+--------+----------------+------------------------+--------+------+

And this is not very normalized... Actually, you're gonna have GameDescription and GameName repeated everywhere! In this case, your PK will be GameId and User. You'll regret this sooner or later. So, lets not go for that. Go for this:

Games (PK: GameId)

+--------+----------------+------------------------+
| GameId |    GameName    |    GameDescription     |
+--------+----------------+------------------------+
|      1 | Counter Strike | An addicting FPS game! |
|      2 | Halo           | Other addicting game   |
+--------+----------------+------------------------+

Users (PK: User)

+--------+
|  User  |
+--------+
| Timmy  |
| Martin |
| Moe    |
+--------+

Votes (PK: GameId and User)

+--------+--------+------+
| GameId |  User  | Vote |
+--------+--------+------+
|      1 | Timmy  |    3 |
|      1 | Martin |    5 |
|      1 | Moe    |    2 |
|      2 | Timmy  |    2 |
|      2 | Sonny  |    2 |
+--------+--------+------+

Note: I'm assuming the username is the PK, you can use an integer userId too, but this was easier to read.

I know joins suck but they will help you more than they will hurt you.

Now, how can you improve the average calculation? Well, for each game you could have another column such as TotalVotes which will hold the total amount of votes and another column SumVotes which will hold the sum of all the votes for that game. So, when a vote is casted in increase by one the TotalVotes column and you add to SumVotes the amount of starts that the user assigned to the game.

Then, in order to display the average, just perform the division of both values (that's much faster than joining and scanning tables to recalculate this.

Well, I hope this helps or guide you to a better solution. Good luck!

share|improve this answer

You can keep the average and total in the games table. When you add a new rating:

UPDATE games SET
    average=((average*totalvotes)+{$votescore})/(totalvotes+1),
    totalvotes=totalvotes+1
WHERE id={$id}

This is far more efficient than recalculating the average every time.

However, to remember who voted on what, the best way is a table with (userid, gameid, score) saved as an InnoDB table.

share|improve this answer
    
how would i get the information from my 'games_ratings' into a average column in my 'games' table? after I do an 'insert' on the 'games ratings' table...should have the mysql like return the new average then run an update on games? –  brybam Feb 10 '12 at 6:34
    
You don't. You add the columns average and totalvotes to your games table, both defaulting to 0, and then let the code above do the work when it comes to making votes. –  Niet the Dark Absol Feb 10 '12 at 6:36

I believe there's no efficient way of storing this information in a single table. If you want it to be in one table just for query simplicity then I'd suggest using a view instead.

Let's imagine you have separate tables for games info and for ratings (yes, the approach you don't like :)). Something like this:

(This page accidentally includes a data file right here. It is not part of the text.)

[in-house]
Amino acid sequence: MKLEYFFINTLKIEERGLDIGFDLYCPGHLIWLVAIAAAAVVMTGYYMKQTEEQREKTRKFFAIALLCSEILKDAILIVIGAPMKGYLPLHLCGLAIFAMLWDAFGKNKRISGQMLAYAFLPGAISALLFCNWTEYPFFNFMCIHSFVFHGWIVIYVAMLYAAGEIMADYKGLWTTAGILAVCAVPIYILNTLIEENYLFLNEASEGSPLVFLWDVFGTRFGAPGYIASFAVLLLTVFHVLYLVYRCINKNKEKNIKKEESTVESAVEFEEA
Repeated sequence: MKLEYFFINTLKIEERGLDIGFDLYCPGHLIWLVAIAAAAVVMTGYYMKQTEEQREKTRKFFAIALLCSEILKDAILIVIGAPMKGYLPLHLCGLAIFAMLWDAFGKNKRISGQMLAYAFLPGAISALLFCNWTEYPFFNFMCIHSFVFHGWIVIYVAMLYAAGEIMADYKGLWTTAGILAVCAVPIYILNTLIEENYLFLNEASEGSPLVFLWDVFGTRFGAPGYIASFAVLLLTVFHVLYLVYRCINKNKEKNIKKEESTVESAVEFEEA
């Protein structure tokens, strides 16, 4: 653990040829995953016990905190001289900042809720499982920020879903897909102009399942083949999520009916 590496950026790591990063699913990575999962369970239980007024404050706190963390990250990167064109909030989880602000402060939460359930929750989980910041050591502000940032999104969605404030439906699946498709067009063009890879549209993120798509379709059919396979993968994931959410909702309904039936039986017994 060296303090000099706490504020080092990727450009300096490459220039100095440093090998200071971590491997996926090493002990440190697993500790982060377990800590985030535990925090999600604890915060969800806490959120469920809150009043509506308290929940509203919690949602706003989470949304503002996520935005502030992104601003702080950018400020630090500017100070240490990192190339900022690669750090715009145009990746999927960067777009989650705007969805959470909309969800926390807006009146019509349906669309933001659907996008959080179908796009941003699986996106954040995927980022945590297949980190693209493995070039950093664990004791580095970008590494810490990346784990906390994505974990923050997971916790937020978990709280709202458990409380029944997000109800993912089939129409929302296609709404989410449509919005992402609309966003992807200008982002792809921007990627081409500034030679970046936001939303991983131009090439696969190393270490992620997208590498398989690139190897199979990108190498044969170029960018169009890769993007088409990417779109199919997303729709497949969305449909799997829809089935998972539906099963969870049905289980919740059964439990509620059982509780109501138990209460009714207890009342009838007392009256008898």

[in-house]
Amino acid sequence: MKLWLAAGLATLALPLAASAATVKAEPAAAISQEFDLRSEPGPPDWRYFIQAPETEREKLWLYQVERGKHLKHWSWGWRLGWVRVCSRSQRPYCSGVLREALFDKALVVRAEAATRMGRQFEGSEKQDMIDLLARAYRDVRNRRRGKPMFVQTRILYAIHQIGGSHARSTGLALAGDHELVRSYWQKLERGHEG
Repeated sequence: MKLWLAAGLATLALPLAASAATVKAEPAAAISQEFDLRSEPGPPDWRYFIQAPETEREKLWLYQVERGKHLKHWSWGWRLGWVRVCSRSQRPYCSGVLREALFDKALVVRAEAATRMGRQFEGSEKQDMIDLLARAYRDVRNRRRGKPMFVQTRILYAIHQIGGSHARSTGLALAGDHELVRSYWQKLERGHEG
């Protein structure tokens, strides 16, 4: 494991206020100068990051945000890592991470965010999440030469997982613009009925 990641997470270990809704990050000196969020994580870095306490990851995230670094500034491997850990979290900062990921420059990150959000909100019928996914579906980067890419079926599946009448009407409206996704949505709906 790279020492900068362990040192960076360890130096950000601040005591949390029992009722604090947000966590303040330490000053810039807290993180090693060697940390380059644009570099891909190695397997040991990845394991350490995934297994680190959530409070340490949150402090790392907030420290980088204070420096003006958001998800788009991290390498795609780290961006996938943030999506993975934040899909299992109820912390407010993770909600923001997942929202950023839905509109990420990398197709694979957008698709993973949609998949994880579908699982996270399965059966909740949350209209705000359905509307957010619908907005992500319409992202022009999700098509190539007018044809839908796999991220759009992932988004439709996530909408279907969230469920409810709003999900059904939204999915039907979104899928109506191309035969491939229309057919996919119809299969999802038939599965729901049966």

CREATE TABLE games(id INT AUTO_INCREMENT, name VARCHAR(255), howtoplay TEXT, otherinfo TEXT);

CREATE TABLE ratings(game_id INT, user_id INT, rating INT);

Then you can do the following:

CREATE VIEW games_with_ratings AS SELECT id, name, otherinfo, howtoplay, AVG(rating) AS avrating FROM games LEFT JOIN ratings ON games.id=ratings.game_id GROUP BY id;

You have to do it only once and after that you will be able to query this view just like you want in your original question:

SELECT id, name, howtoplay, otherinfo, avrating FROM games_with_ratings ORDER BY id;
share|improve this answer
    
I dont really know much about mysql. just basics, maybe a few functions, limits ect. im not sure what you mean by "view" would it be bad to run 2 select queries in my php function. is that normal? I dont really have a concept of what would be too much. ive just always tried to do 1 query at a time. –  brybam Feb 10 '12 at 6:32
    
Updated my answer. –  Sergey Kudriavtsev Feb 10 '12 at 6:37
    
oohhh so a view is a way to query information from 2 tables at once...so i can just do 1 query like i said...? –  brybam Feb 10 '12 at 6:37
    
Well, a view is a way to represent information - not necessarily from two tables. If you're OK with just doing JOIN (this is the simplest way to get information from several tables at once) then you can just write a query SELECT id, name, otherinfo, howtoplay, AVG(rating) AS avrating FROM games LEFT JOIN ratings ON games.id=ratings.game_id GROUP BY id and you'll get the same result. Just that approach with view will produce shorter queries as a result - but in both approaches this will be a single query. –  Sergey Kudriavtsev Feb 10 '12 at 6:40
    
You may want to read some documentation on JOIN: en.wikipedia.org/wiki/Join_%28SQL%29 (explains what it is and what it is for) and dev.mysql.com/doc/refman/5.0/en/join.html (explains MySQL-specific JOIN syntax). –  Sergey Kudriavtsev Feb 10 '12 at 6:43

Not the answer you're looking for? Browse other questions tagged or ask your own question.